Stuss considered the human prefrontal cortex (pFC) as a "cognitive globe" [Stuss, D. T., & Benson, D. F. Neuropsychological studies of the frontal lobes. , , 3-28, 1984] on which functions of the frontal lobe could be mapped. Here, we discuss classic and recent findings regarding the evolution, development, function, and cognitive role of shallow indentations or tertiary sulci in pFC, with the goal of using tertiary sulci to map the "cognitive globe" of pFC. First, we discuss lateral pFC (LPFC) tertiary sulci in classical anatomy and modern neuroimaging, as well as their development, with a focus on those within the middle frontal gyrus. Second, we discuss tertiary sulci in comparative neuroanatomy, focusing on primates. Third, we summarize recent findings showing the utility of tertiary sulci for understanding structural-functional relationships with functional network insights in ventromedial pFC and LPFC. Fourth, we revisit and update unresolved theoretical perspectives considered by C. Vogt and O. Vogt (Allgemeinere ergebnisse unserer hirnforschung. , , 279-462, 1919) and F. Sanides (Structure and function of the human frontal lobe. , , 209-219, 1964) that tertiary sulci serve as landmarks for cortical gradients. Together, the consideration of these classic and recent findings indicate that tertiary sulci are situated in a unique position within the complexity of the "cognitive globe" of pFC: They are the smallest and shallowest of sulci in pFC, yet can offer insights that bridge spatial scales (microns to networks), modalities (functional connectivity to behavior), and species. As such, the map of tertiary sulci within each individual participant serves as a coordinate system specific to that individual on which functions may be further mapped. We conclude with new theoretical and methodological questions that, if answered in future research, will likely lead to mechanistic insight regarding the structure and function of human LPFC.

Eichenbaum, A, Pappas I, Lurie D, Cohen JR, D'Esposito M.  2021.  Differential contributions of static and time-varying functional connectivity to human behavior., 2021. Network neuroscience (Cambridge, Mass.). 5(1):145-165. Abstract

Measures of human brain functional connectivity acquired during the resting-state track critical aspects of behavior. Recently, fluctuations in resting-state functional connectivity patterns-typically averaged across in traditional analyses-have been considered for their potential neuroscientific relevance. There exists a lack of research on the differences between traditional "static" measures of functional connectivity and newly considered "time-varying" measures as they relate to human behavior. Using functional magnetic resonance imagining (fMRI) data collected at rest, and a battery of behavioral measures collected outside the scanner, we determined the degree to which each modality captures aspects of personality and cognitive ability. Measures of time-varying functional connectivity were derived by fitting a hidden Markov model. To determine behavioral relationships, static and time-varying connectivity measures were submitted separately to canonical correlation analysis. A single relationship between static functional connectivity and behavior existed, defined by measures of personality and stable behavioral features. However, two relationships were found when using time-varying measures. The first relationship was similar to the static case. The second relationship was unique, defined by measures reflecting trialwise behavioral variability. Our findings suggest that time-varying measures of functional connectivity are capable of capturing unique aspects of behavior to which static measures are insensitive.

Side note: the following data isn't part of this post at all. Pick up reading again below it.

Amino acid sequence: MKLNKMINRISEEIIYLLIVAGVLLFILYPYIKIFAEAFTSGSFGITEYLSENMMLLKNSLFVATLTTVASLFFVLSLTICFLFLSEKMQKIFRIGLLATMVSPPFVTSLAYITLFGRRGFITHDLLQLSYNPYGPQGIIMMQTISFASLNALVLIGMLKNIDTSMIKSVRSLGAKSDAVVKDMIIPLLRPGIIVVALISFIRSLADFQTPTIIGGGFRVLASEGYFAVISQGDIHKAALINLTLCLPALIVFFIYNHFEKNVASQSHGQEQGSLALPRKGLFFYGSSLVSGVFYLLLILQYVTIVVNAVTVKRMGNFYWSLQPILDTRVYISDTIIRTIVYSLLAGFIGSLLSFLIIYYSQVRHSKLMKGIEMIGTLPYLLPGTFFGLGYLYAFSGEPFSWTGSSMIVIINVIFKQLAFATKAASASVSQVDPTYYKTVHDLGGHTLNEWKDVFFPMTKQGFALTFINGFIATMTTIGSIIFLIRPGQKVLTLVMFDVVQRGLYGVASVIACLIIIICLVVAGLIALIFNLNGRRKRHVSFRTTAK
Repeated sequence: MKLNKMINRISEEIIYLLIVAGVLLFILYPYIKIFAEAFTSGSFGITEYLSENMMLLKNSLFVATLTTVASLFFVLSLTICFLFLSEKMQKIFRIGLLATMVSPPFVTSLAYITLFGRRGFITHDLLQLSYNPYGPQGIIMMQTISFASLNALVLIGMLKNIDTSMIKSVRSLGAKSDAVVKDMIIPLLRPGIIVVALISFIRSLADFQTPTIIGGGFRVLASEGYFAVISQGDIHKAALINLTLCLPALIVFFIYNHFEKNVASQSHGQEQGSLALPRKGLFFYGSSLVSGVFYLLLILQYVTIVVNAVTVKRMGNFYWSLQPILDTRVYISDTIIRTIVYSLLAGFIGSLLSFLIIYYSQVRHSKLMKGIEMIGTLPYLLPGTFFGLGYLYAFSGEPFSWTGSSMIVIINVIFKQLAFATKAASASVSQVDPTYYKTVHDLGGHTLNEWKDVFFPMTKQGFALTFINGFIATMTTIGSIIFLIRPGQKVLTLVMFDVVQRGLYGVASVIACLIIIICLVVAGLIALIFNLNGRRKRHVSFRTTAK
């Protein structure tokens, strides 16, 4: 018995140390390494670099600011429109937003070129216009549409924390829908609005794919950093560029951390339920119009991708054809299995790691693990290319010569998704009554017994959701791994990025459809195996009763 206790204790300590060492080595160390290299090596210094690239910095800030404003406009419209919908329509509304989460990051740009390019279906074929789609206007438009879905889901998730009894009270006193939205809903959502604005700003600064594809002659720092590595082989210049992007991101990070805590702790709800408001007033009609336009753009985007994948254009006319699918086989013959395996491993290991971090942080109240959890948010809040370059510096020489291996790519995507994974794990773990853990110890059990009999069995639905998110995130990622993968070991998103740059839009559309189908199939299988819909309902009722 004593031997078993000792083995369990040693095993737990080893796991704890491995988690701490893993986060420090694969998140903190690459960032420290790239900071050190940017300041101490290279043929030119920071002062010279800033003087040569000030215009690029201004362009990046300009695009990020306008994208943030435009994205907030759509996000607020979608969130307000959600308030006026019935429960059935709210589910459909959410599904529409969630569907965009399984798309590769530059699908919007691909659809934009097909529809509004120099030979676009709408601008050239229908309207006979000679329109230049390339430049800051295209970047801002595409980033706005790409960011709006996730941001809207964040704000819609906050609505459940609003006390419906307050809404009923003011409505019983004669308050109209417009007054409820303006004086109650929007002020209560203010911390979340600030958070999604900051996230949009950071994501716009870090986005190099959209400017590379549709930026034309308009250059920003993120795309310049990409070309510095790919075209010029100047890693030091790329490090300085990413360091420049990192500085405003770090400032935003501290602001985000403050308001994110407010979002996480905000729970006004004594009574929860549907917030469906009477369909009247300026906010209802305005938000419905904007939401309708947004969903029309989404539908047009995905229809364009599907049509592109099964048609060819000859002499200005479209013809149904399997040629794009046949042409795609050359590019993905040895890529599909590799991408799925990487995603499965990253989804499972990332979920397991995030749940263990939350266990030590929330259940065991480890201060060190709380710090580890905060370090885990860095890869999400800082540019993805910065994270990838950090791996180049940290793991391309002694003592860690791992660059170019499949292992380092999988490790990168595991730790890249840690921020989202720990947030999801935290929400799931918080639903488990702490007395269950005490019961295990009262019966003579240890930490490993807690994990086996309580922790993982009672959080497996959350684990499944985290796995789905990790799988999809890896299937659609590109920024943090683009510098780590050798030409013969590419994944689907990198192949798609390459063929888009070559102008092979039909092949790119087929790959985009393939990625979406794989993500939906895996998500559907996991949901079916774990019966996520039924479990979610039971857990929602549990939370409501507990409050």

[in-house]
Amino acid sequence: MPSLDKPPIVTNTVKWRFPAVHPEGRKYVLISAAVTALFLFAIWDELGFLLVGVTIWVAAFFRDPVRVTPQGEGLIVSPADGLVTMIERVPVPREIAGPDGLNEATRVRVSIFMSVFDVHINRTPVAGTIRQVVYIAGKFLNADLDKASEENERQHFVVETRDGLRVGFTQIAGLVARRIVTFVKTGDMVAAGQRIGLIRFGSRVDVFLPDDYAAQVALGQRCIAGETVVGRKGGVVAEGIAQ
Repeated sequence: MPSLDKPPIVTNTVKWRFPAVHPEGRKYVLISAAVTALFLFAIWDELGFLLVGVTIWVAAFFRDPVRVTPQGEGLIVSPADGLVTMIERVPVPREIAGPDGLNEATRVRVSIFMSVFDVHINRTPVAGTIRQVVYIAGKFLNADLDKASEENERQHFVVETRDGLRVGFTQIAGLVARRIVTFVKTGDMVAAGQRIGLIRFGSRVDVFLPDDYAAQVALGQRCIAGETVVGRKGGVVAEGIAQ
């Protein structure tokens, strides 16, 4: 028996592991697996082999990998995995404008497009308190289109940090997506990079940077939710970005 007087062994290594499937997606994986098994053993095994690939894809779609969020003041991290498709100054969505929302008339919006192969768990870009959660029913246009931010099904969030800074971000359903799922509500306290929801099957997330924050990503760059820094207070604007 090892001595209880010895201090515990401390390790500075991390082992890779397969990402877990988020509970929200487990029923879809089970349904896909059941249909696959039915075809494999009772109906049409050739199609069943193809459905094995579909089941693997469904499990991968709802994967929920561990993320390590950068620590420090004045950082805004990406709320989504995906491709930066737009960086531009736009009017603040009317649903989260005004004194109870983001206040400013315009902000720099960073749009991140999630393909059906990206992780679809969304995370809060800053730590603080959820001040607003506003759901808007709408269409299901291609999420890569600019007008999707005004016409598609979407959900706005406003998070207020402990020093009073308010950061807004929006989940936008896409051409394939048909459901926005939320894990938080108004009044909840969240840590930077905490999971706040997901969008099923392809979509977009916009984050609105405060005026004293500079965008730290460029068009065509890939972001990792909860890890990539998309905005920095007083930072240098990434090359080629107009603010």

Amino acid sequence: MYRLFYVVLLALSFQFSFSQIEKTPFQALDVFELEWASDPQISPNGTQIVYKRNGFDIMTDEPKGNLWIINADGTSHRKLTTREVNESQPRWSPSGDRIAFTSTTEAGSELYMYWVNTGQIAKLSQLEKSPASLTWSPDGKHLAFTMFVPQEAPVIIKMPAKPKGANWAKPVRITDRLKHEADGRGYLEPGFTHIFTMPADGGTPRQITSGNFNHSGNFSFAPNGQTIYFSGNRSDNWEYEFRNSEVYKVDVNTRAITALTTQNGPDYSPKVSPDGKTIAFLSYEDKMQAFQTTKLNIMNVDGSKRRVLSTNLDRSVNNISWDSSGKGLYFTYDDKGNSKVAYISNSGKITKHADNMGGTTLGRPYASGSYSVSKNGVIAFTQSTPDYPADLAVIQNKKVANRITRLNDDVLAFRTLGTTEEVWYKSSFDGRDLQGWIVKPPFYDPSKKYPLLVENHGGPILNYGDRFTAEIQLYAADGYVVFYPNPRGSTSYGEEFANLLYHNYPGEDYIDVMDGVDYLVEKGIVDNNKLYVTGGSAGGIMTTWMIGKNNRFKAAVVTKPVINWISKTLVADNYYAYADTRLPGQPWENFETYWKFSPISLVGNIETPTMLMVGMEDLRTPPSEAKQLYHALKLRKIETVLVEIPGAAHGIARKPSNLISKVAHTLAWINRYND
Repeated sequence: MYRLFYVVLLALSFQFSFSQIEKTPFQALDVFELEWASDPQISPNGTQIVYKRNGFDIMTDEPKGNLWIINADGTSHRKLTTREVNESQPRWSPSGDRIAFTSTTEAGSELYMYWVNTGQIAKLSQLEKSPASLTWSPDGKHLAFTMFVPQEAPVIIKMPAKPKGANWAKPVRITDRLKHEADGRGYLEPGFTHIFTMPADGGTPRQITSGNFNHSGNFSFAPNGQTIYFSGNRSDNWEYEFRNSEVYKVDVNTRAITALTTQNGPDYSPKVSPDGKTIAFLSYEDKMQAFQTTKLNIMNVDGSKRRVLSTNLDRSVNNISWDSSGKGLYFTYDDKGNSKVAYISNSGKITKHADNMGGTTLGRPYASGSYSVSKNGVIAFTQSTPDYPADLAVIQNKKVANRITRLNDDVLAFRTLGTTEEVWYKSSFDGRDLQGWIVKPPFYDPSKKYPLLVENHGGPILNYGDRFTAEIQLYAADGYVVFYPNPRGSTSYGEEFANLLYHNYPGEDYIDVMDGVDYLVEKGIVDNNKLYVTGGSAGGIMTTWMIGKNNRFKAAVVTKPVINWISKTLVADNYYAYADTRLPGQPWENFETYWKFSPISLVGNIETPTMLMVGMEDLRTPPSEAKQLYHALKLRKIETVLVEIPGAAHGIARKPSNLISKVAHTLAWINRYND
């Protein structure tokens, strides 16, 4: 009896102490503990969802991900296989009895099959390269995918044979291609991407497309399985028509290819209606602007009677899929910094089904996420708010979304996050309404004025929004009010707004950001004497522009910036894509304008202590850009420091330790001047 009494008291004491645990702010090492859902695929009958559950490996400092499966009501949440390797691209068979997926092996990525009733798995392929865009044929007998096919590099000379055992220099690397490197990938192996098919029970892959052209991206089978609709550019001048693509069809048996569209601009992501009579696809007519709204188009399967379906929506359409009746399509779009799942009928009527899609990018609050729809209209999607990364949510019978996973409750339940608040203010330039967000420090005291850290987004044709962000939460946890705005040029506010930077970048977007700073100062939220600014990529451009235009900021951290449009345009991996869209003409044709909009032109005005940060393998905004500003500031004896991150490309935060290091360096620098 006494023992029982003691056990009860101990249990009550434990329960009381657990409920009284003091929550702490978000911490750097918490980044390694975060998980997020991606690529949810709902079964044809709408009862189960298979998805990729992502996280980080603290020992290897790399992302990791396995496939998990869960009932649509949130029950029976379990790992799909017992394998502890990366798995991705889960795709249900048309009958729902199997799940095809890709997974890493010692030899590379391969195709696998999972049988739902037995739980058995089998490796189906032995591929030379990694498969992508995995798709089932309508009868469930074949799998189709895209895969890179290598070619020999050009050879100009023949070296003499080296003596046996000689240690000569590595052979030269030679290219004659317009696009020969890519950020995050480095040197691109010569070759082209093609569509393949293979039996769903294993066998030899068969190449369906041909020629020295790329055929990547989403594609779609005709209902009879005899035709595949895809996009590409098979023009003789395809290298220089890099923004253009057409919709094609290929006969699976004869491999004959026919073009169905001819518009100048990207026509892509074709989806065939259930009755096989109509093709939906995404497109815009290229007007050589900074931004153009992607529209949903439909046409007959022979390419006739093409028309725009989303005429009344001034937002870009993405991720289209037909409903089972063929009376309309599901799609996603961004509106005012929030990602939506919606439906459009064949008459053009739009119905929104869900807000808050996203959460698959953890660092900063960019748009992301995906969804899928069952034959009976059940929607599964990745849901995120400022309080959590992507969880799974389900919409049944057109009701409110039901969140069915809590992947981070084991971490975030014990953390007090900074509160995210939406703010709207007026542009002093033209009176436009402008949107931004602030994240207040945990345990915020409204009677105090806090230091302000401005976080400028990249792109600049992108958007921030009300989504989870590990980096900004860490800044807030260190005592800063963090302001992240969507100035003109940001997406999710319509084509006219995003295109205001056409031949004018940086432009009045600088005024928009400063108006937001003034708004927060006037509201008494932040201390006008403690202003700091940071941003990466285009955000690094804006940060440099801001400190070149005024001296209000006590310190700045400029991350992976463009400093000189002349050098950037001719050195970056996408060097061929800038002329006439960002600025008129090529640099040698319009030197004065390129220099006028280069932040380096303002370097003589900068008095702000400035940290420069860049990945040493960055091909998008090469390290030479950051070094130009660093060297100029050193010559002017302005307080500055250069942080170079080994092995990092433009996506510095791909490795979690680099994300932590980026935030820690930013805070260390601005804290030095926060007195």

Pappas, I, Hector H, Haws K, Curran B, Kayser AS, D'Esposito M.  2021.  Improved normalization of lesioned brains via cohort-specific templates., 2021 Jun 18. Human brain mapping. Abstract

In MRI studies, spatial normalization is required to infer results at the group level. In the presence of a brain lesion, such as in stroke patients, the normalization process can be affected by tissue loss, spatial deformations, signal intensity changes, and other stroke sequelae that introduce confounds into the group analysis results. Previously, most neuroimaging studies with lesioned brains have used normalization methods optimized for intact brains, raising potential concerns about the accuracy of the resulting transformations and, in turn, their reported group level results. In this study, we demonstrate the benefits of creating an intermediate, cohort-specific template in conjunction with diffeomorphism-based methods to normalize structural MRI images in stroke patients. We show that including this cohort-specific template improves accuracy compared to standard methods for normalizing lesioned brains. Critically, this method reduces overall differences in normalization accuracy between stroke patients and healthy controls, and may improve the localization and connectivity of BOLD signal in functional neuroimaging data.